SCAM: A mouse-over of any link in these emails reveals that they do not point to the website they claim to represent. [View the lower left corner of each graphic.] Most of these emails typically point to fake websites that are designed to look like the business website but they are fake. These are called phishing sites. Victims give away their login credentials for their real accounts when the try to log into these fake sites. Some of these scams try to trick the recipient into revealing their credit card information. And finally, some of these emails contain links that point the recipient to a “drive-by download.” Arriving on the website triggers a script that will infect the visitor’s computer with malware.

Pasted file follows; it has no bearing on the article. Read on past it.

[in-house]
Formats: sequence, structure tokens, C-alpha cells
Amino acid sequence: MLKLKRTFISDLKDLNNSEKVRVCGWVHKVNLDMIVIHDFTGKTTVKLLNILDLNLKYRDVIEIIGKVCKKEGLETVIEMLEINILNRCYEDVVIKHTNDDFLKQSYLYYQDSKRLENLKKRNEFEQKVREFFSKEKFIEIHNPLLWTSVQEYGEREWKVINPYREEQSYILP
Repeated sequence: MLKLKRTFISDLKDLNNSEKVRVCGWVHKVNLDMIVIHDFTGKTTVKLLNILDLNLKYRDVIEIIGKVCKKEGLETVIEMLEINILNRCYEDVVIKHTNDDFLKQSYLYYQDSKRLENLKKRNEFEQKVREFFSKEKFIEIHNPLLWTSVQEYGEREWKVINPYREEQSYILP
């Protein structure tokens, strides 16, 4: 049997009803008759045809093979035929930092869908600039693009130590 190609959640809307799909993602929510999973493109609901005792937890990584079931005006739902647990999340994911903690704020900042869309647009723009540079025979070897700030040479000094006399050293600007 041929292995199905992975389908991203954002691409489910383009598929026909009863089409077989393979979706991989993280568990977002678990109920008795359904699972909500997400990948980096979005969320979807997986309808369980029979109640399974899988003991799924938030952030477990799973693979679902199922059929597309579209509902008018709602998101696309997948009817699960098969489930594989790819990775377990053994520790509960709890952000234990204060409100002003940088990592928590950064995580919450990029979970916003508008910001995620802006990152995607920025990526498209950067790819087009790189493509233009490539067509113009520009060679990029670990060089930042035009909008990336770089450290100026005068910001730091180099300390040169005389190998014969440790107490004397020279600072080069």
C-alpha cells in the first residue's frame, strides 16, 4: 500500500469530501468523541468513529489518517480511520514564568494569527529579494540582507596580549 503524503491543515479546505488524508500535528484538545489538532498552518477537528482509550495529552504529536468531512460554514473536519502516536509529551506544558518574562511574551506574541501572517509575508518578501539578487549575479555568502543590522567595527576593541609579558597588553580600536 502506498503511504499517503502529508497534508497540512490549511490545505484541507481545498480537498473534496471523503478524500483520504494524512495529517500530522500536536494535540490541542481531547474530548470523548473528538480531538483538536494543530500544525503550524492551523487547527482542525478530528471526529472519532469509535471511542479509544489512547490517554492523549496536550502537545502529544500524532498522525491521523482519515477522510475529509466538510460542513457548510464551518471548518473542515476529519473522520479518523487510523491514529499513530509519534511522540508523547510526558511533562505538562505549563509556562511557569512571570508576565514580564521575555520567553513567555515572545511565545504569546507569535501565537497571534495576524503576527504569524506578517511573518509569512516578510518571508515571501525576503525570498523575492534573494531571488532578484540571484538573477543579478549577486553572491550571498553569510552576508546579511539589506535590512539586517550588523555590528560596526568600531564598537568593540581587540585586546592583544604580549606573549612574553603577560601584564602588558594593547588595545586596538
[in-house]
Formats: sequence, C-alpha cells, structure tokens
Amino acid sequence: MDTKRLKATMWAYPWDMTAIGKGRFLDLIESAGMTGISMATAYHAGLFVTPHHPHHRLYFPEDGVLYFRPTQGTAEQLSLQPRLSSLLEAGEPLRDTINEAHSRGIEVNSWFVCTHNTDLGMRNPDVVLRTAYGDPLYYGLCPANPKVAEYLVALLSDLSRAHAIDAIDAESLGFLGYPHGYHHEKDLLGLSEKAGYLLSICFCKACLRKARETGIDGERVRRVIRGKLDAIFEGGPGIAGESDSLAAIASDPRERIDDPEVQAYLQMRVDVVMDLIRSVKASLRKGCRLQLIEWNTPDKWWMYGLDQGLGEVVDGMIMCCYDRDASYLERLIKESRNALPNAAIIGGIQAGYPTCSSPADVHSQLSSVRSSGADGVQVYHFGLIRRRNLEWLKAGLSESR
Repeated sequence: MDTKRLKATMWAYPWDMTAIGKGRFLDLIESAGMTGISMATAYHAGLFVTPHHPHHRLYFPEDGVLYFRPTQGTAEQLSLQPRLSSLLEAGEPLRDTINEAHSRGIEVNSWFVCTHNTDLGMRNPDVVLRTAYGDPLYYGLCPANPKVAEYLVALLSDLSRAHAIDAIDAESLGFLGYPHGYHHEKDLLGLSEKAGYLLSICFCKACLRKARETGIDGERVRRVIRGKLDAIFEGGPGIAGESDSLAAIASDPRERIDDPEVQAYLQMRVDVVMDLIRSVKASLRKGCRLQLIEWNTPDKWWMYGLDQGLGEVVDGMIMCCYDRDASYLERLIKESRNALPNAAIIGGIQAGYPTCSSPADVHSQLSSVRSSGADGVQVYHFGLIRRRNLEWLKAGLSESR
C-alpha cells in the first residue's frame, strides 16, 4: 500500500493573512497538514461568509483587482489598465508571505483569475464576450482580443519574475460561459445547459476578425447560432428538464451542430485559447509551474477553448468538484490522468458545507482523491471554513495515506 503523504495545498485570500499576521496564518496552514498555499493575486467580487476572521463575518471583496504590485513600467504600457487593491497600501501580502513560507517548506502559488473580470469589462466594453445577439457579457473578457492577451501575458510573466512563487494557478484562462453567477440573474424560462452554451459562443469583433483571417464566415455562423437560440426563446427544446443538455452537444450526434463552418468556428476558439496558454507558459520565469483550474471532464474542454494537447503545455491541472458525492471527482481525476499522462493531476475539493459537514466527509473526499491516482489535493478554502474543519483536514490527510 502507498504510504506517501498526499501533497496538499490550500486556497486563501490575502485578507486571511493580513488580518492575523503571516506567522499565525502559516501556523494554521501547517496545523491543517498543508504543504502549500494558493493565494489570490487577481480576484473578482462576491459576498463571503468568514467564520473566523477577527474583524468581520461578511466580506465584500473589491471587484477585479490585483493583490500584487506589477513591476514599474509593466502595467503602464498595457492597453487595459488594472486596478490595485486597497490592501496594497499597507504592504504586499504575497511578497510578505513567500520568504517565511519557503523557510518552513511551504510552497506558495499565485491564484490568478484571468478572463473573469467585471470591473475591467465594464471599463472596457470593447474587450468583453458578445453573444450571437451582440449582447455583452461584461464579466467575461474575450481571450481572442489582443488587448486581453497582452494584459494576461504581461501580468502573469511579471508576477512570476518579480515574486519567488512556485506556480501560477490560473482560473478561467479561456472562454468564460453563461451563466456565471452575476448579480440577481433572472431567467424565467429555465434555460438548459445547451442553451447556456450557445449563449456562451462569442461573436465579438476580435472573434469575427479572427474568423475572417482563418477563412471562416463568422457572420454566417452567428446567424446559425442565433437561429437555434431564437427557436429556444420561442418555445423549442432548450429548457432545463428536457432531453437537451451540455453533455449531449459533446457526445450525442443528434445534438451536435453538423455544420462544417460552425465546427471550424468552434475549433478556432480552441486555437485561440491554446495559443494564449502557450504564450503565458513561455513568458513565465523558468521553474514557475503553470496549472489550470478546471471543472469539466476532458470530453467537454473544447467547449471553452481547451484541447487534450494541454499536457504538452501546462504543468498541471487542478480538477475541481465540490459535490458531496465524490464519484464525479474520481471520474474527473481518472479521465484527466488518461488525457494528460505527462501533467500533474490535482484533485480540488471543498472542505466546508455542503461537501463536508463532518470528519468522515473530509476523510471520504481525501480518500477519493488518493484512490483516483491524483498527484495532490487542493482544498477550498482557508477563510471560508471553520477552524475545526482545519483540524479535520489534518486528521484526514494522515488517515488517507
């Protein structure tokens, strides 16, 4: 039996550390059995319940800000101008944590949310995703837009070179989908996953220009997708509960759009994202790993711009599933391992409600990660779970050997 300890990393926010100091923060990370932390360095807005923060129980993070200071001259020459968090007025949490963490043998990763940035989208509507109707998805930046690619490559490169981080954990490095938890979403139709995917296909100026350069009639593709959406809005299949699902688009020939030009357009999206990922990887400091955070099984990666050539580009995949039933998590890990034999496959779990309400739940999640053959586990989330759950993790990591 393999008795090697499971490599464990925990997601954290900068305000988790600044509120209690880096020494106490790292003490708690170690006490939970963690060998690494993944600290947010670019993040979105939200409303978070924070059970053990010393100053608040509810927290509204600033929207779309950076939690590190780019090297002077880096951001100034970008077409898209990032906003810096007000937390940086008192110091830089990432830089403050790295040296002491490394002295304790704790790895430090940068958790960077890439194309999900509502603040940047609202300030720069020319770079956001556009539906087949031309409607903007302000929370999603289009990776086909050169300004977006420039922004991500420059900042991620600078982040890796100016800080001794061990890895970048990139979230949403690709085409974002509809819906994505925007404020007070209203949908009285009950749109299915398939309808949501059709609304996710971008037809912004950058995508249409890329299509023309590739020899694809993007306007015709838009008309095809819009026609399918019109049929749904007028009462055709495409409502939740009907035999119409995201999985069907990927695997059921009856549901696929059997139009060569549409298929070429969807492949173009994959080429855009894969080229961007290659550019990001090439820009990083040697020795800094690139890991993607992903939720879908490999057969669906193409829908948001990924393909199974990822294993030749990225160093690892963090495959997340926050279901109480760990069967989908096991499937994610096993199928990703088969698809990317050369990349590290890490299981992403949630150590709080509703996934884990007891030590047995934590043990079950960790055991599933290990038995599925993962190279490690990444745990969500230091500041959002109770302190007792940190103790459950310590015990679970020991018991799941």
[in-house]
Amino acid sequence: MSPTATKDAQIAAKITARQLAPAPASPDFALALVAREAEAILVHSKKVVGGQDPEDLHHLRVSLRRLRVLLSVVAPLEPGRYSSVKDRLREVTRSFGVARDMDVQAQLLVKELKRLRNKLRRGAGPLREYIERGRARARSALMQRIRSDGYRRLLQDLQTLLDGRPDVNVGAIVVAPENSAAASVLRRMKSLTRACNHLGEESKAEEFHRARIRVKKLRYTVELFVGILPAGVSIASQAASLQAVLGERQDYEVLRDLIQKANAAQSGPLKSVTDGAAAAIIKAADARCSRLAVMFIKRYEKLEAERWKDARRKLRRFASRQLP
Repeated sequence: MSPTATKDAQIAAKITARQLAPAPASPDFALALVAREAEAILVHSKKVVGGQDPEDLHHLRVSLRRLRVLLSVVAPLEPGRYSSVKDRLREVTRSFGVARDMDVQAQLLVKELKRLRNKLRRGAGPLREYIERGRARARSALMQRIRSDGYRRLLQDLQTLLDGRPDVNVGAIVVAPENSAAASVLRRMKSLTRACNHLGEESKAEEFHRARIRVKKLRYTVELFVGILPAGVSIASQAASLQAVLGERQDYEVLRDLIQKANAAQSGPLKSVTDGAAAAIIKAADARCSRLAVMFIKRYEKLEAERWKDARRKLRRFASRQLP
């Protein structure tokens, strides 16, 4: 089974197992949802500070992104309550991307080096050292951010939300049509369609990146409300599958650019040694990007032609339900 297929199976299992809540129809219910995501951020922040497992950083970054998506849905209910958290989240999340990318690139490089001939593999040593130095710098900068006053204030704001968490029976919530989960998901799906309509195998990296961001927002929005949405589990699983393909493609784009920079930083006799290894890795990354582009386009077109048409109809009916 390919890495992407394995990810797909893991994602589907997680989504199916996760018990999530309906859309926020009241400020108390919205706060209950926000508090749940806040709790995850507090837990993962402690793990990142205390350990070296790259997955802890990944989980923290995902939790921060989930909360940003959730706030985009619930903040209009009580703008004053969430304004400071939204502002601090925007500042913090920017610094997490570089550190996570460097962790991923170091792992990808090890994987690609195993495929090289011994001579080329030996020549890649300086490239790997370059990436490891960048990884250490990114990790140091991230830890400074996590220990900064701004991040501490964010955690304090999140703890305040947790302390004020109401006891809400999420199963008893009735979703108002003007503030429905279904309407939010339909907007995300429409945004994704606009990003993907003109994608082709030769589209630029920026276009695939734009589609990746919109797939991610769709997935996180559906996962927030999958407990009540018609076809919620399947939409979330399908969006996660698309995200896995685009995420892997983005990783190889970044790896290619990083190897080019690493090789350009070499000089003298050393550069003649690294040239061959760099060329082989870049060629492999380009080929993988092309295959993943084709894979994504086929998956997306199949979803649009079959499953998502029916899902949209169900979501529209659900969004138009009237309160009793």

WHAT TO LOOK FOR: Besides looking at the link revealed in the lower left corner of most of these scams by a mouse-over, notice that nearly all of these emails lack any personal information that identifies the recipient. None of the credit card emails, for example, identify the last 4 digits of the recipient’s credit card.
CAUTION: We do not advise visiting the links revealed in these scam emails because it is possible that some of these websites might cause a computer infection.